This is a quantitative, observational, cross-sectional study performed at the dialysis unit at King Saud University Medical City (KSUMC). Data collection was conducted between November 2018 and April 2019. A total of 89 patients with ESRD, over 18 years of age, who were on dialysis for at least 90 days, were included to eliminate any possibility of uremic effects. We excluded all illiterate patients, those diagnosed with a dementia disorder, or those with language or speech disorders. We also excluded patients who had active psychiatric disorders or were taking any substances that could affect the central nervous system (CNS), such as antipsychotic medications, sedatives, or opiates. Those with a history of brain injury, untreated metabolic disorders (e.g., thyroid disease and B12 deficiency), demyelinating disease, CNS vasculitis, or symptomatic hemorrhagic or ischemic strokes were also excluded. Demographic information, including age, gender, and years of education, was collected. Additionally, disease-related information, including the type of dialysis (peritoneal or hemodialysis), dialysis vintage, and the presence of diabetes and hypertension, was obtained. This study was approved by the internal review board at the College of Medicine, King Saud University, Riyadh, Saudi Arabia.

2.2. Tools

The MoCA is a brief screening tool used to diagnose early dementia and MCI by evaluating a range of cognitive domains: memory, language, naming, visuospatial, attention, and executive functions [19]. The CDT score of the MoCA (MCS) ranges from 0 to 3. The scale by Rouleau et al. (RCS) [3] assesses three components of the CDT, which is similar to the MoCA, except with a range from 0 to 10 points; usually correspond to significant cognitive impairment [3, 7, 21]. The scale by Babins et al. (BCS) [20] is an 18-point system divided into subcategories to increase the sensitivity of scoring for earlier detection of impairments: scores below 13 indicate the development of dementia [20]. Each of the aforementioned scales has subcomponents for different aspects of clock drawing. The RCS has a clock face scale (RCSf) of 2 points, a number scale (RCSn) of 4 points, and a clock hand scale (RCSh) of 4 points. The BCS has a contour scale (BCSc) of 2 points, a center scale (BCScen) of 2 points, a number scale (BCSn) of 6 points, a clock hand timing scale (BCSht) of 3 points, a clock hand construction (BCShc) of 3 points, and a gestalt component (BCS) of 2 points. The scale used on the MoCA test gives a score of 0 or 1 to either the hands (mh), circle (Mc), or numbers (Mn). We chose these three scales (MCS, RCS, and BCS) because they had similar subcategories of clock circle, clock numbers, and clock hands. These predetermined components aid the analysis of similar subcomponent group together. The three scales were all quantitative measures that were easy to learn and did not rely on predrawn circles.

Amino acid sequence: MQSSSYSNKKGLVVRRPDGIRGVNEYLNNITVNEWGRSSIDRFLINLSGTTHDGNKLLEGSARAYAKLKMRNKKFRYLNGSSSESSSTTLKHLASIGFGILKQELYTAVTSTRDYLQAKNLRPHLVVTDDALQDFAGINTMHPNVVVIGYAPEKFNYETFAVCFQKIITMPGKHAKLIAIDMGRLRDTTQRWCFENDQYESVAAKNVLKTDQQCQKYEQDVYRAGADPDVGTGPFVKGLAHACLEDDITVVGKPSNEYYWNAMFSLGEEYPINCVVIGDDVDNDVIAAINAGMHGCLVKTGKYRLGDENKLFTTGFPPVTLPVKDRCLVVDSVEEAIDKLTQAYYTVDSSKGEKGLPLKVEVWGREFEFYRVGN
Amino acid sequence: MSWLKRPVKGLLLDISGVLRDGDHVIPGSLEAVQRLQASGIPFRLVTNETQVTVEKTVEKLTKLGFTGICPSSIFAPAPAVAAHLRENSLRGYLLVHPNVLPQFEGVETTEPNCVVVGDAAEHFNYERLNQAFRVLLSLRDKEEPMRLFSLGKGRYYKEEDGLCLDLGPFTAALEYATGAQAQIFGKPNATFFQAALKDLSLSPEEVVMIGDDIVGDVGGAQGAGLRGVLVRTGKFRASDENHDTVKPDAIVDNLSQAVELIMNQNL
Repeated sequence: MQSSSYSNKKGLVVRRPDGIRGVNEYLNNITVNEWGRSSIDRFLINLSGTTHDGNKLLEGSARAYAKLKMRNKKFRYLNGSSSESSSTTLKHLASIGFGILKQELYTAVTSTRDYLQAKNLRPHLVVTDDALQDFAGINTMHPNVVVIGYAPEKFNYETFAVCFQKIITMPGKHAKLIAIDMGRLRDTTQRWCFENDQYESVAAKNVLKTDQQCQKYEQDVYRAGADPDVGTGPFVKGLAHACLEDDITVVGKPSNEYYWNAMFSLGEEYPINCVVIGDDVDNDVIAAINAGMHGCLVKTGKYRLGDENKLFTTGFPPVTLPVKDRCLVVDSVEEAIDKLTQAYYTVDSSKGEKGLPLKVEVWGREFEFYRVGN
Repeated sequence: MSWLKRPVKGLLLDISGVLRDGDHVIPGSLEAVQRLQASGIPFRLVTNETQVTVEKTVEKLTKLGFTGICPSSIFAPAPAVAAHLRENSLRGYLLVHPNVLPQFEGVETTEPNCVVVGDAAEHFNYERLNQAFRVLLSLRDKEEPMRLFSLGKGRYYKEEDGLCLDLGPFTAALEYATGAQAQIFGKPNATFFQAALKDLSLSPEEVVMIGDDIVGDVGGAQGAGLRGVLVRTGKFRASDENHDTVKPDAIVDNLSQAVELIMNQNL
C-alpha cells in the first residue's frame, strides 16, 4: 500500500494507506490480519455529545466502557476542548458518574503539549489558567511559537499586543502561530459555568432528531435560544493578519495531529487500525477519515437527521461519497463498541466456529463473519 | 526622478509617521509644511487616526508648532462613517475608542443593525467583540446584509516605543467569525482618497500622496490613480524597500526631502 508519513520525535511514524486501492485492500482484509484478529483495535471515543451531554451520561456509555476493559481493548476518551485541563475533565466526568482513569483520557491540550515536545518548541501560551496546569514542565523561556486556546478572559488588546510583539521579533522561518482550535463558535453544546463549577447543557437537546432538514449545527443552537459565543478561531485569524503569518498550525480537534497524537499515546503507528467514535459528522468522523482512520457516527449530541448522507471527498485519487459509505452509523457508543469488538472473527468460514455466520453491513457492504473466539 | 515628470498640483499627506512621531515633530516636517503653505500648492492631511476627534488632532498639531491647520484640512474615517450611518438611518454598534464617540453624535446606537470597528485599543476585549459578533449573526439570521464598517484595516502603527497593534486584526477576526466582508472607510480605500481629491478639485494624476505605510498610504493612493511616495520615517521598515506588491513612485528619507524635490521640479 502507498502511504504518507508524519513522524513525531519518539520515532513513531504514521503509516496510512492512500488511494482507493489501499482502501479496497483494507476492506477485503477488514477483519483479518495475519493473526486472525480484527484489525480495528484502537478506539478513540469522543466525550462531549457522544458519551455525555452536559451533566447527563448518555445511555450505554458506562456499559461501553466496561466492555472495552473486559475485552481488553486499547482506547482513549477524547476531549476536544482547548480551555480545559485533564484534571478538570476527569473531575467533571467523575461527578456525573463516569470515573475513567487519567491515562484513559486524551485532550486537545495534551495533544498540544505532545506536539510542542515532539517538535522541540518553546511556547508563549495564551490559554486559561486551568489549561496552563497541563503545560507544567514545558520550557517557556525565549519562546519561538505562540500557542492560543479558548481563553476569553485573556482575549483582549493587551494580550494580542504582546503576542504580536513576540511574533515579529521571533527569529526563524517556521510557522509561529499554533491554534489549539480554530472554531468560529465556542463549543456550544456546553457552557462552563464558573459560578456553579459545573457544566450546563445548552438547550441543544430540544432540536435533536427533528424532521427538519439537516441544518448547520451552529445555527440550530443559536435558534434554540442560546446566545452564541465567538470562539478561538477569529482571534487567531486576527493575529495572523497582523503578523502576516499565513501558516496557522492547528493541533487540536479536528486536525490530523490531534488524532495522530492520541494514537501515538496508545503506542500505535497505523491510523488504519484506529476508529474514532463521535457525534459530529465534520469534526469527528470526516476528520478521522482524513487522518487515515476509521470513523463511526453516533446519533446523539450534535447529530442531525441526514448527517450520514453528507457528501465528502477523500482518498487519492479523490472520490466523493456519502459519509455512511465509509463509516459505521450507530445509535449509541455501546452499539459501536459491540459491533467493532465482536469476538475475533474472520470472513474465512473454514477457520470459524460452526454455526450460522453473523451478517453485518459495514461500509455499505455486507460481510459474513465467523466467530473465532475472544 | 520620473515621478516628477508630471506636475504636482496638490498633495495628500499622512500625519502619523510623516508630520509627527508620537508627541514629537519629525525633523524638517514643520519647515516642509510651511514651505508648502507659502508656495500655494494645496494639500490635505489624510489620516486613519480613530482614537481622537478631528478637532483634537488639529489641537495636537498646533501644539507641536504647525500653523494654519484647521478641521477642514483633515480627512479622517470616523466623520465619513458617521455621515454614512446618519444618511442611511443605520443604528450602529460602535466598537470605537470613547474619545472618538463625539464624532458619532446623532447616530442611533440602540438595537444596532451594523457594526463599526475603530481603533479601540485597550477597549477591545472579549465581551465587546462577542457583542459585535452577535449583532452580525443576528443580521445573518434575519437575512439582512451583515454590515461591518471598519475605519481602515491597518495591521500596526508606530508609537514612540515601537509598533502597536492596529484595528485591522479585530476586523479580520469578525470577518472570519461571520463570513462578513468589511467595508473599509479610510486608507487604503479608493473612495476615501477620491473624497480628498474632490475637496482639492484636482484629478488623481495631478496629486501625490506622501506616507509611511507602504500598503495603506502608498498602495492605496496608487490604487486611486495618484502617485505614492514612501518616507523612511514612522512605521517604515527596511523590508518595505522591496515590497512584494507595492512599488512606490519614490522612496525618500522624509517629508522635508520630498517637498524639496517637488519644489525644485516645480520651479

2.3. Procedure

Five senior medical students underwent training before using the scales under the supervision of a neurologist specialized in cognitive disorders. Prior to the scoring of the clocks, a total of 49 clock drawings obtained from other sources demonstrating various levels of performance were used to practice scoring and measure the reliability of the raters on each of the three scales. Each rater was assigned a specific day to assess patients receiving dialysis in order to randomly distribute participants among assessors. The participants in the current study were verbally instructed to draw a clock with a pen on a blank piece of white A4 paper and indicate the time with the two hands at “10 past 11.” The instructions were repeated if requested by the participant at any point during the task. All participants were native Arabic speakers; therefore, the instructions were provided in the Arabic language. For the demonstration of the time, the Arabic instructions would literally translate to “eleven and ten,” thereby still preserving the requisite for the patient to mentally convert the “ten” to the “two” on the clock face. The clocks drawn were later scored by the raters using the MCS. After at least a month had passed, the same clocks were scored using both the BCS and RCS in random order without knowledge of the MCS score.

2.4. Analysis

The sample size was estimated based on the differences obtained from previous studies of clock drawings [3, 13, 20] that compared cognitively normal with cognitively impaired individuals. We expected our sample to contain a range of cognitively normal people to those with mild cognitive impairment. Thus, we based the sample size on the ability of the scales to make this discrimination with a 0.05 alpha and 0.9 power, which was about 55 patients. Descriptive statistics was used to assess means, medians, and proportions for demographic variables. Spearman correlations were used to test the significance of the correlations between MCS, BCS, and RCS. Age and years of education were also categorized to determine group effects. To assess the hypothesis on whether predictions can be made for the scales, multivariable regression was used to assess the influence of each independent variable. Only those variables found to be significant in univariate regression were entered into the multivariable model. A value of <0.05 was considered statistically significant. Exploratory factor analysis (EFA) was used to assess the hypothesis on whether there are any latent constructs or if the variables loaded similarly. To determine where the MCS components loaded in relation to the two detailed scales, all components of the three scales were included in a single EFA. Relevant factors were those with eigenvalues above one. Bartlett’s test of sphericity and the Kaiser-Meyer-Olkin (KMO) measure were used for determining intercorrelation and sampling adequacy, respectively. Stata 15 software was used for analysis.